Randolph County School System superintendent Stephen Gainey set for new NCHSAA role

Stephen Gainey, right, presents an award to Southwestern Randolph pitcher Macie Crutchfield after the Class 2A softball state finals earlier this month in Greensboro. (Jamie Kent / Special to Randolph Record)

ASHEBORO – Stephen Gainey has been connected to the North Carolina High School Athletic Association for a long time.

Now, there’s something more for the superintendent of the Randolph County School System.

He’s the next president of the NCHSAA, which is the governing organization for sports in public schools in the state. He takes that position July 1.

“I love the North Carolina High School Athletic Association,” Gainey said. “I’ve been around it my whole life.”

That’s because his father was a former school principal and had advocated for sports.

Gainey is no newcomer to the NCHSAA. He has served on the board of directors for four years and most recently had been vice president.

If not moving into the additional leadership role, Gainey would have cycled off the board.

“I want to be around the organization as long as I can,” he said. “We want you to move it forward. It’s a way to say ‘thank you’ to those who’ve been here. When you get in these roles, push it forward.”

From an operational standpoint, the big topic for schools throughout the state is the impending conference realignments that will stem from expanding classifications following the 2024-25 school. The NCHSAA is going from four to eight classifications, with the groundwork for that expected to be vetted and put in motion in the coming months.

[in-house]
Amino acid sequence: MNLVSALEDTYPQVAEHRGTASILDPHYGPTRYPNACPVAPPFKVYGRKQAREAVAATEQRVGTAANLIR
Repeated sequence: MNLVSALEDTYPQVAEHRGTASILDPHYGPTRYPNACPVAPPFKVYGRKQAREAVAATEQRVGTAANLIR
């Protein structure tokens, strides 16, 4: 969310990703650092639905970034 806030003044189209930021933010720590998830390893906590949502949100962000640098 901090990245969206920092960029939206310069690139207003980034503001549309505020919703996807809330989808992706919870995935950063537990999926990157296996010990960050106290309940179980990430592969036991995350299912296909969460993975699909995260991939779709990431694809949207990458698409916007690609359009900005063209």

“It’s going to be a big challenge, but it’s going to be very historic because we’ve had four classifications forever,” Gainey said.

Football went to eight classifications for postseason play from 2002 through the revamped 2021 spring season, so there’s a model on how that might work.

“The extreme is going to be those other sports,” Gainey said.

Having grown up in Havelock and owning a background in the eastern part of the state (and an East Carolina graduate), Gainey was familiar with many of the key personnel related to athletics from many of those communities. He said his time on the NCHSAA board has allowed him to become more familiar with folks from the West Region.

NCHSAA commissioner Que Tucker said Gainey has been an asset to the organization’s board.

“That’s a credit to his leadership skills,” Tucker said, expecting a seamless transition. “We already know him.”

The new vice president will be Mark Garrett, superintendent of Henderson County Public Schools.

Gainey, who has been with RCSS since 2013, said his interest in high school athletics is longstanding. As superintendent, he regularly attends competitions involving Randolph County teams, though he sees the events with a different perspective than as a youth.

“When I was little, I couldn’t wait until I was old enough to go to the Tuesday night basketball games, not just Friday nights,” he said.

Gainey said his goal is to maintain and foster the roles that athletics play as part of the student experience.

“They deserve great opportunities the athletic association provides,” he said.

By Bob Sutton